Furthermore, the national manpower reserve is tied to a number of factors beyond population size. For instance, every state has a set of policy sliders that can be adjusted, one at a time, every ten years or so. One of them has “Serfdom” at one extreme and “Free Subjects” at the other. Moving away from serfdom and towards a universal concept of citizenship produces far more potential recruits than a medieval system, but it also introduces a backlash from the nobility and creates a more unruly populace.

There are also “National Ideas” that provide special attributes. These are the concepts and policies that give a state its non-corporeal identity. So while one country might be animated by the ideas of exploration, trade, and colonization, another believes in military service, discipline, and battlefield glory. For my game as Brandenburg, I chose national ideas that increased the manpower pool at a faster rate, and improved my troops.

Two other wrinkles affect the size and strength of your army. First, while the manpower reserve represents the theoretical limit on army size, you start suffering financial penalties if you have a disproportionately large military establishment. Up to a point, you pay the normal cost of running a military. Expand beyond that point, and you start paying cost plus an extra percentage. However, the extra percentage increases disproportionately with each new unit you build. So the first extra regiment might add a 1% charge to your military expenses, but 10 extra regiments might add 25%.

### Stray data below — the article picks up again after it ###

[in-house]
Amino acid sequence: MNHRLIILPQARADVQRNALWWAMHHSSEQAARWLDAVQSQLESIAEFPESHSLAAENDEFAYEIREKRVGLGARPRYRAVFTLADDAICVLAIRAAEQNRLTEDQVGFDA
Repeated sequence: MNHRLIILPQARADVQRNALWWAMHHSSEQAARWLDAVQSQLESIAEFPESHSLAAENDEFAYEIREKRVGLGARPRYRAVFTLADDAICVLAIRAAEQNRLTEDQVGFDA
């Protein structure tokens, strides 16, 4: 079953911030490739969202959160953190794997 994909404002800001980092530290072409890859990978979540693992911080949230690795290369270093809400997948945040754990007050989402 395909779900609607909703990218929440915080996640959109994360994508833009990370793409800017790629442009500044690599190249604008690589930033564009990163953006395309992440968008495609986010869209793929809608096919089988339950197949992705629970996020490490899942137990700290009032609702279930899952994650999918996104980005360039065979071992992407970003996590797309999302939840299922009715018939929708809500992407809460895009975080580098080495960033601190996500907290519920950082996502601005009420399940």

Second, the quality of your troops is influenced by your country’s military tradition. You cannot build a military from scratch an expect it to perform well. Furthermore, a military that never sees action does not make for a proud tradition. On the other hand, neither does a military that gets its ass kicked.

So you must treat your military as a long-term investment, and remember that an army with practice at winning is likely to trump one that has experienced long decades of peace. Depending on your choices and opportunities, you will see your military tradition increase at a greater or lesser rate. The higher your tradition value, the better your units.